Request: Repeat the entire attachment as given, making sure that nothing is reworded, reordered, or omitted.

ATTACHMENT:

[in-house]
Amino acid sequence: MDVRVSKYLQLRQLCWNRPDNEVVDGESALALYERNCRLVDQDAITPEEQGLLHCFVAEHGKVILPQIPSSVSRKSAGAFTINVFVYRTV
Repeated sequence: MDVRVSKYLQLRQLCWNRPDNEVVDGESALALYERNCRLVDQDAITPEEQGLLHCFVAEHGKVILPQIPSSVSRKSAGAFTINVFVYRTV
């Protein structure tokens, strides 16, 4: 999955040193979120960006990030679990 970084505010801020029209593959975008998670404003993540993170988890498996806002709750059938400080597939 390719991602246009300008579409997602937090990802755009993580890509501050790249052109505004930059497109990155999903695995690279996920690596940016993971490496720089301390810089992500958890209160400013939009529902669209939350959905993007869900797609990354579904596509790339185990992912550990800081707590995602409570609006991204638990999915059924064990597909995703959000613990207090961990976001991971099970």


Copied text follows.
[in-house]
Amino acid sequence: MDVRVSKYLQLRQLCWNRPDNEVVDGESALALYERNCRLVDQDAITPEEQGLLHCFVAEHGKVILPQIPSSVSRKSAGAFTINVFVYRTV
Repeated sequence: MDVRVSKYLQLRQLCWNRPDNEVVDGESALALYERNCRLVDQDAITPEEQGLLHCFVAEHGKVILPQIPSSVSRKSAGAFTINVFVYRTV
């Protein structure tokens, strides 16, 4: 999955040193979120960006990030679990 970084505010801020029209593959975008998670404003993540993170988890498996806002709750059938400080597939 390719991602246009300008579409997602937090990802755009993580890509501050790249052109505004930059497109990155999903695995690279996920690596940016993971490496720089301390810089992500958890209160400013939009529902669209939350959905993007869900797609990354579904596509790339185990992912550990800081707590995602409570609006991204638990999915059924064990597909995703959000613990207090961990976001991971099970």